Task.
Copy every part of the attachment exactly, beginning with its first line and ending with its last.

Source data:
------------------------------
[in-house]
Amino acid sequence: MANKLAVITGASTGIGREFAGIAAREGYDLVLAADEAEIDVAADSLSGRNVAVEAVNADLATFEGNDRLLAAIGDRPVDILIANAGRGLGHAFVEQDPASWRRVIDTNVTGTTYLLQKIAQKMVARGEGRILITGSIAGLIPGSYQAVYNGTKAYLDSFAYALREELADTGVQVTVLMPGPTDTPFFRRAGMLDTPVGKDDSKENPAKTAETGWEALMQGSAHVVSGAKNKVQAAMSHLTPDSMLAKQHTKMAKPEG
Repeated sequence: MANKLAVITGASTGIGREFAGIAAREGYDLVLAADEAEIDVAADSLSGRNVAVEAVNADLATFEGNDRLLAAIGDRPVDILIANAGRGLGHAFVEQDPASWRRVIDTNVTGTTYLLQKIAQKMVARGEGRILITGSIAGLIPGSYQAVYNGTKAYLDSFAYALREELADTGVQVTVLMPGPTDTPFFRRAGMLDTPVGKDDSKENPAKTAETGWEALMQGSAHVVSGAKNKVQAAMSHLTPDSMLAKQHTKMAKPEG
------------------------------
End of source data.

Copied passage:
[in-house]
Amino acid sequence: MANKLAVITGASTGIGREFAGIAAREGYDLVLAADEAEIDVAADSLSGRNVAVEAVNADLATFEGNDRLLAAIGDRPVDILIANAGRGLGHAFVEQDPASWRRVIDTNVTGTTYLLQKIAQKMVARGEGRILITGSIAGLIPGSYQAVYNGTKAYLDSFAYALREELADTGVQVTVLMPGPTDTPFFRRAGMLDTPVGKDDSKENPAKTAETGWEALMQGSAHVVSGAKNKVQAAMSHLTPDSMLAKQHTKMAKPEG
Repeated sequence: MANKLAVITGASTGIGREFAGIAAREGYDLVLAADEAEIDVAADSLSGRNVAVEAVNADLATFEGNDRLLAAIGDRPVDILIANAGRGLGHAFVEQDPASWRRVIDTNVTGTTYLLQKIAQKMVARGEGRILITGSIAGLIPGSYQAVYNGTKAYLDSFAYALREELADTGVQVTVLMPGPTDTPFFRRAGMLDTPVGKDDSKENPAKTAETGWEALMQGSAHVVSGAKNKVQAAMSHLTPDSMLAKQHTKMAKPEG